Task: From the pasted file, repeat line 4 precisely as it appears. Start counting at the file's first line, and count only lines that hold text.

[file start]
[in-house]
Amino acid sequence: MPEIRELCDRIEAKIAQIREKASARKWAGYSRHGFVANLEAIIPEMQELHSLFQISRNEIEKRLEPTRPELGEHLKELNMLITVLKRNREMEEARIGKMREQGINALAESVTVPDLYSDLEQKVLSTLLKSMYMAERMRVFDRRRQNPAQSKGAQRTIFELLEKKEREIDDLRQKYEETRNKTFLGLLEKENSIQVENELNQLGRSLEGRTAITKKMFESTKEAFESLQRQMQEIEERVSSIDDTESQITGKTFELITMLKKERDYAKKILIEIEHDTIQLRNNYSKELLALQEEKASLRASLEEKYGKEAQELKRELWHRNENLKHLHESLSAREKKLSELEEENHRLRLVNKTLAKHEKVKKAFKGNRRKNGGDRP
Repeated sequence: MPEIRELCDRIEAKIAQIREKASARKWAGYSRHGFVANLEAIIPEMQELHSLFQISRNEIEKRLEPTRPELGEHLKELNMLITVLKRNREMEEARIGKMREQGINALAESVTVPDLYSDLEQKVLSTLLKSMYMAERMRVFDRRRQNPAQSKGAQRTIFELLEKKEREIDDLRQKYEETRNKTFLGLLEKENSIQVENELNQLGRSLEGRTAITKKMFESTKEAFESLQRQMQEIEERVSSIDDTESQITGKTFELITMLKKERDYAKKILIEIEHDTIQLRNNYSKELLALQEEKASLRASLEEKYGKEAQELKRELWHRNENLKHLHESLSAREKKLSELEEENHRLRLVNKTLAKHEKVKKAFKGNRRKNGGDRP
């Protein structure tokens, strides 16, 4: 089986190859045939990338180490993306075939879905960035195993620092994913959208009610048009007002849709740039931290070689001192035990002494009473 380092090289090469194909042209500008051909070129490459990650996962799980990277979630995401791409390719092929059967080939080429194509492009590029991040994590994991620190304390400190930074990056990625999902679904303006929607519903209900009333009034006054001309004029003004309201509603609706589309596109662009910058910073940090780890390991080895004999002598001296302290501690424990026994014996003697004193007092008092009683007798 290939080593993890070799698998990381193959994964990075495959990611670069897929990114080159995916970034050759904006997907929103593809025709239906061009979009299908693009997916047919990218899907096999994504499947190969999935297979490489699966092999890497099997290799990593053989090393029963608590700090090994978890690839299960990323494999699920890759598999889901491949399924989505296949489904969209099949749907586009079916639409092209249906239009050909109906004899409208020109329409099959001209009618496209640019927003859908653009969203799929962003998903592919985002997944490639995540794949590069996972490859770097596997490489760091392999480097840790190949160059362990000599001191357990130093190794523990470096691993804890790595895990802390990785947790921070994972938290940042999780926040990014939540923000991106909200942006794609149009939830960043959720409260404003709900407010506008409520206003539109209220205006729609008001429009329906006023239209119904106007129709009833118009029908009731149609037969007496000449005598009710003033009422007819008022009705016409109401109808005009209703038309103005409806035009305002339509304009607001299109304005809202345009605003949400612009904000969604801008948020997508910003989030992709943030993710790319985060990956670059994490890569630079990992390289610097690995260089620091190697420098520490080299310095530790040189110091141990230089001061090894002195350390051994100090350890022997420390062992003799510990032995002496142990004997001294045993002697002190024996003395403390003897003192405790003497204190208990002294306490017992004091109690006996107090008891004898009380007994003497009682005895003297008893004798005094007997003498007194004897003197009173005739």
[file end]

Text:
């Protein structure tokens, strides 16, 4: 089986190859045939990338180490993306075939879905960035195993620092994913959208009610048009007002849709740039931290070689001192035990002494009473 380092090289090469194909042209500008051909070129490459990650996962799980990277979630995401791409390719092929059967080939080429194509492009590029991040994590994991620190304390400190930074990056990625999902679904303006929607519903209900009333009034006054001309004029003004309201509603609706589309596109662009910058910073940090780890390991080895004999002598001296302290501690424990026994014996003697004193007092008092009683007798 290939080593993890070799698998990381193959994964990075495959990611670069897929990114080159995916970034050759904006997907929103593809025709239906061009979009299908693009997916047919990218899907096999994504499947190969999935297979490489699966092999890497099997290799990593053989090393029963608590700090090994978890690839299960990323494999699920890759598999889901491949399924989505296949489904969209099949749907586009079916639409092209249906239009050909109906004899409208020109329409099959001209009618496209640019927003859908653009969203799929962003998903592919985002997944490639995540794949590069996972490859770097596997490489760091392999480097840790190949160059362990000599001191357990130093190794523990470096691993804890790595895990802390990785947790921070994972938290940042999780926040990014939540923000991106909200942006794609149009939830960043959720409260404003709900407010506008409520206003539109209220205006729609008001429009329906006023239209119904106007129709009833118009029908009731149609037969007496000449005598009710003033009422007819008022009705016409109401109808005009209703038309103005409806035009305002339509304009607001299109304005809202345009605003949400612009904000969604801008948020997508910003989030992709943030993710790319985060990956670059994490890569630079990992390289610097690995260089620091190697420098520490080299310095530790040189110091141990230089001061090894002195350390051994100090350890022997420390062992003799510990032995002496142990004997001294045993002697002190024996003395403390003897003192405790003497204190208990002294306490017992004091109690006996107090008891004898009380007994003497009682005895003297008893004798005094007997003498007194004897003197009173005739």